Denial of freedom, justice and dignity to Kashmiris while claiming Kashmir as an integral part of India is an indictment of democracy and there is no way in which Indian democracy can redeem itself other than letting Kashmiris be free and let all people of Jammu and Kashmir (both Indian and Pakistani controlled) decide as a collective whether they want to be part of India, Pakistan or independent.

Kashmir is presented as an integral part of India, a part without which India is not complete, India cannot not India. In secular imagination, Jammu and Kashmir is a crown of the post-colonial state, an illustration of triumphalism of nationalism against erstwhile colonialism. In the anthropomorphic Hindu nationalist imagination of India as mother India, J&K is represented as the head of the mother and any talk of self-determination for inhabitants of J&K presented as sacrilege, as asking for chopping off the head. Between 15 August 1947 when India was declared to be independent and 27 October 1947 when through contested and dubious process the princely ruler of J&K (with a promise of plebiscite to ascertain wishes of the people – a promise not fulfilled until today) signed the Instrument of Accession to India, this crown, this head was not part of post-colonial India. If Kashmir is indeed integral to the idea of India, if it is a crown, if it is the head of mother India, are Indian/Hindu nationalists willing to admit that at its inception, India was incomplete, that secular India was without its crown, that mother India was without her head? Or can they at least acknowledge that nations are constructed, national bodies are imagined and thus India (like all other nation-states) is manufactured through processes of politics. This acknowledgement would then offer hope for a resolution in the future because there would be a recognition that to be complete, to be secular, to imagine a national body, India does not really need to occupy and oppress a people unwilling.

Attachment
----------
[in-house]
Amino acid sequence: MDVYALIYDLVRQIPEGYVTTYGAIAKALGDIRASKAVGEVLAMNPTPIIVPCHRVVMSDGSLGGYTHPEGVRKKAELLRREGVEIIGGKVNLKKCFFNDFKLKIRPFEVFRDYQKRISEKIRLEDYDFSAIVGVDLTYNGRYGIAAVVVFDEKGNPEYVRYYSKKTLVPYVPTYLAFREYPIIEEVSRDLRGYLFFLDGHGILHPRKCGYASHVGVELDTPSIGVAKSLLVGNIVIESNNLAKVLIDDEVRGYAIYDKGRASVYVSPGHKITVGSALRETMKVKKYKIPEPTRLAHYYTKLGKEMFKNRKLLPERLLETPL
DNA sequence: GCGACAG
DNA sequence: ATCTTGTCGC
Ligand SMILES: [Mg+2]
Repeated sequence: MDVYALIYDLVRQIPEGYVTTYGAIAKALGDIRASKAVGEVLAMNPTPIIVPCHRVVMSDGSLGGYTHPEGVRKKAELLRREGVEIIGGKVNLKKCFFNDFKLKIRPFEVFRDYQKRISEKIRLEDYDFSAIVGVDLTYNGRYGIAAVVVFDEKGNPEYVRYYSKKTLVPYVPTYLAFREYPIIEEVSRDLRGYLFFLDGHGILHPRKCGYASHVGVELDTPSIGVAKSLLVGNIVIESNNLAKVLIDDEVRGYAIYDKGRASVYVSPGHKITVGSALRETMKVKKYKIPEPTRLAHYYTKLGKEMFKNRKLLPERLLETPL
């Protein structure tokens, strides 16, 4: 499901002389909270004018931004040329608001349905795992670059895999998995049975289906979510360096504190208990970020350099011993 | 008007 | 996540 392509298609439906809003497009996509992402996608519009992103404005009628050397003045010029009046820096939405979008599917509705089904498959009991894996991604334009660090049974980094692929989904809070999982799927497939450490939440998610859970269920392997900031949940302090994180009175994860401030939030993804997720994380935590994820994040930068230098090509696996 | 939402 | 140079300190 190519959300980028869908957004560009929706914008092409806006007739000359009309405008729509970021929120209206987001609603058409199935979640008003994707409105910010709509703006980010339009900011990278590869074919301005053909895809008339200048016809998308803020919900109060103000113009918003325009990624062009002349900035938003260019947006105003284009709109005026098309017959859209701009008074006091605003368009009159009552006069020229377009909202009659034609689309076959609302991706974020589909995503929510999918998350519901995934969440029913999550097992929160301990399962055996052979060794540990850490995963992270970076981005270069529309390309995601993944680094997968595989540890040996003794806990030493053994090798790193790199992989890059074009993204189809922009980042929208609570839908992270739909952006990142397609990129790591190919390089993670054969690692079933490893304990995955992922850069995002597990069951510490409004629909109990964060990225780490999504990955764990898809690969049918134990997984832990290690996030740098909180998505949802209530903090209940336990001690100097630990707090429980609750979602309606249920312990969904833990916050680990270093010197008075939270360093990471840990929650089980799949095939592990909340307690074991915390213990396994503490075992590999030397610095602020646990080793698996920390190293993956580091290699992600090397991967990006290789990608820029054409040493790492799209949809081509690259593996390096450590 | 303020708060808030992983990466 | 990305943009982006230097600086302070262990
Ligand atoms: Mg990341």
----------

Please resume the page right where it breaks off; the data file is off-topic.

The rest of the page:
I have this to say to those super patriots who keep bringing up the bogey of “jihadis”, “radical Islamists” or “Pakistani proxy” while justifying all atrocities against Kashmiri Muslims.

[su_quote]Dear proud hindu patriots warning me about terrorism of Kashmiri Islamists, I am an openly queer and atheist person who supports not only Kashmiri movements for self-determination but also that of Tibetans, Baloch, Kurds, and others and writes/speaks against homophobia, sexism and so on. Yet, I feel more comfortable, secure and even at home with those you call “Islamist terrorists” but most decent people will see as oppressed Kashmiri Muslims than with you. Without exoticising Muslim majority Kashmir, I can say with condidence that I would any day trust people there than you. You are arrogant, vile, bigoted, fascist supporting supremacists who cheer deaths of Muslims (sometimes Kashmiri, sometimes Indian) and others. Even when you claim to be an atheist, you refuse to question your privilege as a hindu and are equally problematic. So, please spare me from comments and messages warnng me as if I do not know what I am talking about. You repulse me.[/su_quote]

It is this post that facebook in its wisdom removed saying it doesn’t follow the Facebook Community Standards and censored me. I was left wordless; on facebook at least.


Subscribe to RAIOT via Email

Enter your email address to subscribe to this blog and receive notifications of new posts by email.

Join 15.7K other subscribers
Dibyesh Anand Written by:

Dr Dibyesh Anand is an Associate Professor and Head of Department of Politics and International Relations at the University of Westminster in London. He is the author of "Geopolitical Exotica: Tibet in Western Imagination", "Hindu Nationalism in India and the Politics of Fear" and several articles and chapters. He is an avid facebooker.

Be First to Comment

Leave a Reply